By Harish Bhardwaj
This is the most common first question in an interview. Despite knowing this, a lot of job aspirants stutter and stammer while answering this question. But how — when it comes to talking about oneself, there can be no one to do that job better than you, isn’t it?
Just imagine this situation: a lecturer shares the question paper a day in advance to the exam with all the students. Later, when he sits to correct the exam papers, to his surprise, he notices that all the students have fared very badly, despite the question paper being leaked.
In the above situation, would the lecturer be wrong in assuming that the students had no interest in the exam which explains that they didn’t learn the answers? No, not at all. Similarly, despite all job aspirants knowing what the first question is going to be when they fail to respond in a well-prepared manner, the interviewer has all the reasons to assume that the aspirant has little or no interest in the job he has applied for.
So, as the first step towards faring well in the HR round of interviews, you must prepare a good introduction that could help you attract questions from the interviewer’s area of interest. More often than not, the usual flow of data is Name – Father’s Name – Mother’s name – percentages of Xth, XIIth and graduation – project details – a list of strengths (eg hard-working, excellent communication skills, etc.) hobbies, and then an awkward silence.
If you look at all the above fields, none of them can trigger an element of interest in the minds of the interviewer, who would already be bored with the scores of people talking about the same thing over and over again. Hence, he/she is then forced to think about what to ask next, making the silence even more awkward and scary. This can be avoided. Instead of the regular set of information that everyone has, if your flow is more like: Name – a little about your family and what are the traits you have picked from them – positives from school and college life – YOUR role in the project you took up and why did you choose to do that – what do you enjoy doing and how does your hobby help you satisfy that, be sure that you’ll have the interviewer hooked on to every line! By the time you share these details, a few good traits would have already emerged. This kind of introduction also increases the chances of the interviewer asking questions related to what you shared compared to the earlier format.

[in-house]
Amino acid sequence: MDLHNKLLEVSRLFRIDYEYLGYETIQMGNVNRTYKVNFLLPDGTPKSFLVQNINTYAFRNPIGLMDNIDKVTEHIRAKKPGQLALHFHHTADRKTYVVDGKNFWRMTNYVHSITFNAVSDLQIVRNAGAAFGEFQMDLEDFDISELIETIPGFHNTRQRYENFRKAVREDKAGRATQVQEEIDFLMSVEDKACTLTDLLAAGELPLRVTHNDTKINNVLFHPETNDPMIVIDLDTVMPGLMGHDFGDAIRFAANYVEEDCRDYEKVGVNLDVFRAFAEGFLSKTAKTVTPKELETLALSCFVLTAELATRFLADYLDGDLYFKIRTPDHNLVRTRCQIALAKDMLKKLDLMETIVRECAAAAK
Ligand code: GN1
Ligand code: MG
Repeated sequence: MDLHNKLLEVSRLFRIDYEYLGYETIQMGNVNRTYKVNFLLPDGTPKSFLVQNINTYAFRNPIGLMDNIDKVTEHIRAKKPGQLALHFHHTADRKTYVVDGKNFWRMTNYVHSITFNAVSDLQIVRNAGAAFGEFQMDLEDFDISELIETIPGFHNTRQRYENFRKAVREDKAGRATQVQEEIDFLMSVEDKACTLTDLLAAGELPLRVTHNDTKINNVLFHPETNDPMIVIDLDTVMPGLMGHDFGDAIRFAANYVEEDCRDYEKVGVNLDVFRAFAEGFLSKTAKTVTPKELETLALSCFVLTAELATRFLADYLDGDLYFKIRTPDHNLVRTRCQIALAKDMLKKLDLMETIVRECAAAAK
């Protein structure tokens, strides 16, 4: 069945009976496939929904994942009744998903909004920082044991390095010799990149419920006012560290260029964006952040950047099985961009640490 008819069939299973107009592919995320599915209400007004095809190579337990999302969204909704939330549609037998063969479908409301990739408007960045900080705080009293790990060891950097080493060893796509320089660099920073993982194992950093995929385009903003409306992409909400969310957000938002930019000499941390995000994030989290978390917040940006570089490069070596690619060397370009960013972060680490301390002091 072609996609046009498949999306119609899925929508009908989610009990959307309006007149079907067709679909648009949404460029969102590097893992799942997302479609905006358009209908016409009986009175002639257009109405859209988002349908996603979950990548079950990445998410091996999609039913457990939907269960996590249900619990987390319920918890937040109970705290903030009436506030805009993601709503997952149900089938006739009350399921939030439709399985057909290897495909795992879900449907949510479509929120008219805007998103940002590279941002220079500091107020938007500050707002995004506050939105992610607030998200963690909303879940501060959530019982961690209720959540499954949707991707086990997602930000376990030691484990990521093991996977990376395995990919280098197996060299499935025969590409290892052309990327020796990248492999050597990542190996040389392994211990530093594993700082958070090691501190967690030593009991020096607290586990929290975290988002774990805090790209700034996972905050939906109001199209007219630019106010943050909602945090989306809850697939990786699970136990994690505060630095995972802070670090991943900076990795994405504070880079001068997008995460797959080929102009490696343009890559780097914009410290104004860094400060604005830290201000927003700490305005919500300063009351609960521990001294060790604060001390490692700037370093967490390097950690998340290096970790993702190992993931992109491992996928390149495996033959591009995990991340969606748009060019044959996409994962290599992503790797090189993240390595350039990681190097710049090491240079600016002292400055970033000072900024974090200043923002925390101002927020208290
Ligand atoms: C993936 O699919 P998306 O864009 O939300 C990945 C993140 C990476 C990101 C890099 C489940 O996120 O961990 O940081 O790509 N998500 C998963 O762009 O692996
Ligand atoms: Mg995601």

Remember, no one likes skeletal and jerky answers. It could be your teacher, interviewer, or even your colleagues at work. Ensure that you add a bit more meat to your answers with examples and anecdotes to keep the interviewer from falling asleep and eventually rejecting you. Package your introduction well.
All of us enjoy conversations and hate answering questions – right? So, your first attempt is to take the interview closer to a conversation and away from a rapid-fire question-answer session. Suppose an interview lasts for 15 mins and your answers are very short or monosyllables lasting a few seconds, try and guess how many questions the interviewer will have to ask to make the interview last the stipulated 15 minutes? This is exactly when the interviewer starts to slowly dislike the candidate. Instead, if the interview is a nice conversation where you share your facts and interest and in turn respond to questions based on them – you will feel much more in control of the interview.
The few simple things an HR personnel tries to check through the interview are:
1. How much importance are/would you give to the job opportunity
2. How committed /motivated /driven you are
3. Whether you fit the culture of the organization
So, before you answer any of the questions try to understand why the question is being asked. No question is asked without a purpose. Interviewers are busy people, so they wouldn’t shoot questions that would waste their time and yours. Before answering any question, you should understand whether this question is to check factor 1, factor 2 or factor 3. Now lets take a few question samples.
Q. What do you see yourself doing 4 years from now?
Ans. I see myself as an MBA graduate from XYZ institute and working as a manager in a reputed organization.
Anything wrong with the answer? No? Now, let us interpret the same answer from the interviewer’s point of view. To have finished your MBA in 4 years, you will have to start the course in the second year. Which means the candidate is looking to work only for the next two years. In that case it doesn’t make any sense for the company to hire the person – train him for 6-8 months for him to leave at the end of 2 years. So the obvious verdict – rejected!
Do you see how a simple question, to which the candidate gave an honest answer helped the interviewer make the big decision of rejecting him? So, from now on, whenever you appear for an interview, first prepare a good and relevant introduction. Second make sure you understand the motive behind the specific question and the most important – try to look at your answers from the interviewer’s perspective.